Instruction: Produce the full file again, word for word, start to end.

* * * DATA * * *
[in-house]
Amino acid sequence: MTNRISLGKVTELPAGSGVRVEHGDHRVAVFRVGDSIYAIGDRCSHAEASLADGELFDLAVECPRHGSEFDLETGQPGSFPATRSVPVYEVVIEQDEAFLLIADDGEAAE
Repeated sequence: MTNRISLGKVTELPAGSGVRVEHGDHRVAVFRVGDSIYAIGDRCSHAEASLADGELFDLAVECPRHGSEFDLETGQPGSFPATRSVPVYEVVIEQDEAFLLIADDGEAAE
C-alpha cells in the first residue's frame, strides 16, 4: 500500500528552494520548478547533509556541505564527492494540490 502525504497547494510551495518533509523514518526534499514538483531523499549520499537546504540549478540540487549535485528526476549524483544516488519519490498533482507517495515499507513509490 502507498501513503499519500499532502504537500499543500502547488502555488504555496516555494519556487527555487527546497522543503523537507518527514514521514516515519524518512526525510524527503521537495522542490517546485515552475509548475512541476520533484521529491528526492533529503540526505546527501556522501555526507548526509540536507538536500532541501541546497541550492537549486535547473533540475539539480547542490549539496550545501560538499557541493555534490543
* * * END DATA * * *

[in-house]
Amino acid sequence: MTNRISLGKVTELPAGSGVRVEHGDHRVAVFRVGDSIYAIGDRCSHAEASLADGELFDLAVECPRHGSEFDLETGQPGSFPATRSVPVYEVVIEQDEAFLLIADDGEAAE
Repeated sequence: MTNRISLGKVTELPAGSGVRVEHGDHRVAVFRVGDSIYAIGDRCSHAEASLADGELFDLAVECPRHGSEFDLETGQPGSFPATRSVPVYEVVIEQDEAFLLIADDGEAAE
C-alpha cells in the first residue's frame, strides 16, 4: 500500500528552494520548478547533509556541505564527492494540490 502525504497547494510551495518533509523514518526534499514538483531523499549520499537546504540549478540540487549535485528526476549524483544516488519519490498533482507517495515499507513509490 502507498501513503499519500499532502504537500499543500502547488502555488504555496516555494519556487527555487527546497522543503523537507518527514514521514516515519524518512526525510524527503521537495522542490517546485515552475509548475512541476520533484521529491528526492533529503540526505546527501556522501555526507548526509540536507538536500532541501541546497541550492537549486535547473533540475539539480547542490549539496550545501560538499557541493555534490543